The big problem in the UK is that the private sector is not comprehensive, so you have to use the NHS
Not my experience at all, and I've had some experience recently. Talk about one-sided!

The doctor speaking to the BMA obviously has an ax to grind which comes down to "give us more money." It would be nice, but impossible.

In the US, the health care is only great for those with great medical insurance. Some Americans live in enormous houses and own a dozen gas-guzzling cars. That doesn't prove that Americans have a better standard of living. The US spends more on health care for worse overall results, because that money goes to the few rather than being shared among all.

As for private medicine in the UK, I don't know overall, but there's a private hospital across the road from the NHS hospital in Exeter and a number of people told me that it was much inferior. Just anecdotal.

Bev

Last edited by Bevm; Sep 26th 2012 at 12:59 pm.
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Old Sep 26th 2012, 1:42 pm
  #126  
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Default Re: The Real NHS

Originally Posted by LA2JHB View Post

Nun-sure it is "free" but you still pay taxes to support it and it is essentially dysfunctional. It is not better than the US system. I have worked in both and in terms of all clinical outcomes, the US system is far superior and at the end of the day healthcare is about clinical outcomes.
At the end of the day clinical outcomes are irrelevant if you can't have access to them.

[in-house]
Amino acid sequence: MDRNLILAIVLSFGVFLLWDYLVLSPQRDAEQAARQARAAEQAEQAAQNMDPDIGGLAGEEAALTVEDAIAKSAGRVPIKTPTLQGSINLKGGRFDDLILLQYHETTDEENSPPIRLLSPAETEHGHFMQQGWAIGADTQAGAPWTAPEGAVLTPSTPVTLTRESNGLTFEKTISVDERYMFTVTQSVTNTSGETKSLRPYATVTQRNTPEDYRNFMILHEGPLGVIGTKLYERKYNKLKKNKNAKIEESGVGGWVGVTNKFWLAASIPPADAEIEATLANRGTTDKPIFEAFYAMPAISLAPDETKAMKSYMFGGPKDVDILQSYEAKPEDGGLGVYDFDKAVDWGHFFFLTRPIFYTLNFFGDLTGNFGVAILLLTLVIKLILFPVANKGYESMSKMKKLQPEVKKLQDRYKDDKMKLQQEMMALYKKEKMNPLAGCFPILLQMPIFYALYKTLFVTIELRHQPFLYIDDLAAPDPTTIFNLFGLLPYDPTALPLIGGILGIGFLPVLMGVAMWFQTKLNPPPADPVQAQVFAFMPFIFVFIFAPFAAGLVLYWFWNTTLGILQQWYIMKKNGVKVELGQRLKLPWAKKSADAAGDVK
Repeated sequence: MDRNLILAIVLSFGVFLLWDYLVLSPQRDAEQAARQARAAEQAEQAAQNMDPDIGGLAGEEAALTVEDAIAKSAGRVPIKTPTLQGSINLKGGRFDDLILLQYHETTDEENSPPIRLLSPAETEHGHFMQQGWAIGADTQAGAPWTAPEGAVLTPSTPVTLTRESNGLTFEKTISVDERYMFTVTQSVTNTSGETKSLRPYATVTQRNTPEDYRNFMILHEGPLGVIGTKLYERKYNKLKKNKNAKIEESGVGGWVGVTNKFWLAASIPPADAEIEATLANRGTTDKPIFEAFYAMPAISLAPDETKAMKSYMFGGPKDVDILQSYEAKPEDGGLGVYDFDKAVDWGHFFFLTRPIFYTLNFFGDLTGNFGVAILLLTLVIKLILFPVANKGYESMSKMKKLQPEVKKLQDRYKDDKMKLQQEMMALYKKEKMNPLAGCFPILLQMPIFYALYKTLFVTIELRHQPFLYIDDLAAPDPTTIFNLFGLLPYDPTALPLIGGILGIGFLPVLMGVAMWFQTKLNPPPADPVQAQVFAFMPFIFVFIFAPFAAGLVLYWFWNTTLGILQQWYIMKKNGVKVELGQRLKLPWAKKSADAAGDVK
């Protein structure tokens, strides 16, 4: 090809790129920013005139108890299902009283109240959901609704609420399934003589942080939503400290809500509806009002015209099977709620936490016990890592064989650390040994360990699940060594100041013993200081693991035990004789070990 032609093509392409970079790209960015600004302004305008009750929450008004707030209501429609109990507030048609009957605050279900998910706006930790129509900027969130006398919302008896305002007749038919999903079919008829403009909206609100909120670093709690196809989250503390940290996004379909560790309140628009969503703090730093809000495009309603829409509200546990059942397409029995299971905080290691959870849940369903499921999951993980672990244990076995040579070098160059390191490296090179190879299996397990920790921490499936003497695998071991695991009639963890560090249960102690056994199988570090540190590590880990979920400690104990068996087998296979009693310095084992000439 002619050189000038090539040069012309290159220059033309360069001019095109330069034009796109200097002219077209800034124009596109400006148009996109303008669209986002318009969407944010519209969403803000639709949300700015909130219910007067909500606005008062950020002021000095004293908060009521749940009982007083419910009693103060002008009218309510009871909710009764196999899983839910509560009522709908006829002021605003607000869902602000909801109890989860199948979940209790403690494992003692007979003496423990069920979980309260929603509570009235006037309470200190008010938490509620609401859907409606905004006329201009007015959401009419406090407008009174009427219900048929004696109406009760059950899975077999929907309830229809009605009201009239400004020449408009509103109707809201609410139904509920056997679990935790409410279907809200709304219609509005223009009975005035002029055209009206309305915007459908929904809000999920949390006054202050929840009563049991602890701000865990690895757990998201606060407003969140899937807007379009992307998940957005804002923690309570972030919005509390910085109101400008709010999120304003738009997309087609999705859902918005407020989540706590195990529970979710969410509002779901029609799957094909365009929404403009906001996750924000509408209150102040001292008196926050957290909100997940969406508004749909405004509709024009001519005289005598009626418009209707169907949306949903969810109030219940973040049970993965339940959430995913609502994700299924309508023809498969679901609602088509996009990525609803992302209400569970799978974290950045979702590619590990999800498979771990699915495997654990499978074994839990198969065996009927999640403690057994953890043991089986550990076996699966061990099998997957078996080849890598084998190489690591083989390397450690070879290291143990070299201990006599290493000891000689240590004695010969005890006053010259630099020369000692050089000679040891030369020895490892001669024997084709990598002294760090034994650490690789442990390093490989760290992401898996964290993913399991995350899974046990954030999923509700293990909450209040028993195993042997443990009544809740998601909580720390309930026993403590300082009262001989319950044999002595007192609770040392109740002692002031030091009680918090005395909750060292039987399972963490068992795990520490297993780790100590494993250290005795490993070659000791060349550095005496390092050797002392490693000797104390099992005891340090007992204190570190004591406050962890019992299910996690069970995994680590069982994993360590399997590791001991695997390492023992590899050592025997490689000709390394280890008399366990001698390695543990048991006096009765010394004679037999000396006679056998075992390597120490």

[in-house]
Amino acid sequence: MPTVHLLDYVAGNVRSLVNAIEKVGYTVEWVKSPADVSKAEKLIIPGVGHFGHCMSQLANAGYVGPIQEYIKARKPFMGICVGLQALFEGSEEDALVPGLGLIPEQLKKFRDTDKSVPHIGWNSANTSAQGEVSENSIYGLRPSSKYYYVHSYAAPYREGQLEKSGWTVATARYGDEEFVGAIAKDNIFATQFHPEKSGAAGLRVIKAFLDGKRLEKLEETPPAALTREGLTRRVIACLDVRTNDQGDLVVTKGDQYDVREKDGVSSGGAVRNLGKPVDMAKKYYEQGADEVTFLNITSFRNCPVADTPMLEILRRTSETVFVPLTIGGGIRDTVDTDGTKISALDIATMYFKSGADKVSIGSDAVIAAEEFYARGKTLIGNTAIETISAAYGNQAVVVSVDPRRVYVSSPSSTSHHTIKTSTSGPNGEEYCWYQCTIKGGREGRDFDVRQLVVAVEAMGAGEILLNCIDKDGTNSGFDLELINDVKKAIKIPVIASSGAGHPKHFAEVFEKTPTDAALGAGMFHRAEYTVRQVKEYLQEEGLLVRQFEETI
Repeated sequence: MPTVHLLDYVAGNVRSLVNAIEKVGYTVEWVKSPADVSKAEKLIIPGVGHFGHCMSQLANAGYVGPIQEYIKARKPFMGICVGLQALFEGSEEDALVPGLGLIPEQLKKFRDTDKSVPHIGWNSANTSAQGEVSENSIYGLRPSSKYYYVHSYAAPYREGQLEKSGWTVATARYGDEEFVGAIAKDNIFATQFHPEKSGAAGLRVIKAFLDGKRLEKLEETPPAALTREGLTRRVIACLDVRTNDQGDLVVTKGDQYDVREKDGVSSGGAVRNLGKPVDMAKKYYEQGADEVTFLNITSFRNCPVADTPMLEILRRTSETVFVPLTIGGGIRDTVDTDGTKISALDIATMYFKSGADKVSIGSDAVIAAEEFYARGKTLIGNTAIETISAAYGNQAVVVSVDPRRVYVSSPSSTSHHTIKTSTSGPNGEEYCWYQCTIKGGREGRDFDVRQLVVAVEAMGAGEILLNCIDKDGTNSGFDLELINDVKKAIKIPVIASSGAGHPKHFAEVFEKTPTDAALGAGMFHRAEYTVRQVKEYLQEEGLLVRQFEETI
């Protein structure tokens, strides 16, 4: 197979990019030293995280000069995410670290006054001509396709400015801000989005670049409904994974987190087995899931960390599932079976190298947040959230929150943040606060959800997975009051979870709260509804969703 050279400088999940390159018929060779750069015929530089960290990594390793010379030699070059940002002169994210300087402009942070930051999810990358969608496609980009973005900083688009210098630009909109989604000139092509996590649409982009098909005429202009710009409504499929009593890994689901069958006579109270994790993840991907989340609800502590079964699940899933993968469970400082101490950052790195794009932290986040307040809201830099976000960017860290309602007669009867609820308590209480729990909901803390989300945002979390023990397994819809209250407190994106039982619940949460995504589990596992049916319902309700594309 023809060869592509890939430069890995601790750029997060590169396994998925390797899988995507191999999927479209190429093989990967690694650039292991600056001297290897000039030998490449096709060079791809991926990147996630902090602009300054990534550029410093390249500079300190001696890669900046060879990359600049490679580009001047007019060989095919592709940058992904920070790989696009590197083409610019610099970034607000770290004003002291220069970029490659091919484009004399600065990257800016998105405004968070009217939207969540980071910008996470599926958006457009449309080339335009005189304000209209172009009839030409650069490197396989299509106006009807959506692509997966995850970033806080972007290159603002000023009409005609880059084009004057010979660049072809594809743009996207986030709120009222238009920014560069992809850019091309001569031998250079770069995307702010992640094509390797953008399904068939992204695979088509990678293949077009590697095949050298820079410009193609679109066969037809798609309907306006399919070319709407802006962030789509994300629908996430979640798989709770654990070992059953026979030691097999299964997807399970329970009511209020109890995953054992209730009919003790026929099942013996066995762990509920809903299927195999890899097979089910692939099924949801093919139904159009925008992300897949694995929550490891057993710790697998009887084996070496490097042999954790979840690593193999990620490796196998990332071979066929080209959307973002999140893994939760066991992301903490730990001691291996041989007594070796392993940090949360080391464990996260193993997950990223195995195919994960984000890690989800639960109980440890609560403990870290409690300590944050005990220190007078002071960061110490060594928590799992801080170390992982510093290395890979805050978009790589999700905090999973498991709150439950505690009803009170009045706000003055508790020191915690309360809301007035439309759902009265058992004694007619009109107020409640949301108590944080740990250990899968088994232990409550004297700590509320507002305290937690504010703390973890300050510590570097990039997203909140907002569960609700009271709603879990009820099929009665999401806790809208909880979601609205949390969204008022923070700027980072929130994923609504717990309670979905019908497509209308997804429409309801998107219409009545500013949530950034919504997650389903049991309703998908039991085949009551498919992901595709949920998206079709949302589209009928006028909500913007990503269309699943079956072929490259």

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Old Sep 26th 2012, 1:55 pm
  #127  
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Default Re: The Real NHS

Originally Posted by LA2JHB View Post
Nun-sure it is "free" but you still pay taxes to support it and it is essentially dysfunctional. It is not better than the US system. I have worked in both and in terms of all clinical outcomes, the US system is far superior and at the end of the day healthcare is about clinical outcomes.

Clinical outcomes for those who can pay. Don't forget, plenty of people with serious conditions don't even make it to the hospital room in the US, so if you're only looking at clinical treatment, you have to remember that in terms of the US, the sample size of those actually treated for conditions is much smaller than that of the UK.
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Old Sep 26th 2012, 1:58 pm
  #128  
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Default Re: The Real NHS

Originally Posted by LA2JHB View Post

Nun-sure it is "free" but you still pay taxes to support it and it is essentially dysfunctional. It is not better than the US system. I have worked in both and in terms of all clinical outcomes, the US system is far superior and at the end of the day healthcare is about clinical outcomes.
Originally Posted by Bud the Wiser View Post
At the end of the day clinical outcomes are irrelevant if you can't have access to them.
Life expectancy at birth (according to the 2011 CIA World Factbook.)

USA - 78.37
UK - 80.05
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Old Sep 26th 2012, 2:34 pm
  #129  
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Default Re: The Real NHS

Originally Posted by robin1234 View Post
Life expectancy at birth (according to the 2011 CIA World Factbook.)

USA - 78.37
UK - 80.05
I guess the NHS is doing a piss-poor job of killing people off then. The bottom line, as others have pointed out, is that access to excellent treatment in the US is often predicated on having excellent insurance, something that many don't have.

That said, I don't particularly favour the NHS approach to the delivery of healthcare. Countries like France, The Netherlands and Switzerland have near-universal coverage, but have much more private provision of services and seem to have better outcomes, particularly in terms of cancer, where the NHS clearly lags.
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Old Sep 26th 2012, 2:39 pm
  #130  
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Default Re: The Real NHS

Originally Posted by robin1234 View Post
Life expectancy at birth (according to the 2011 CIA World Factbook.)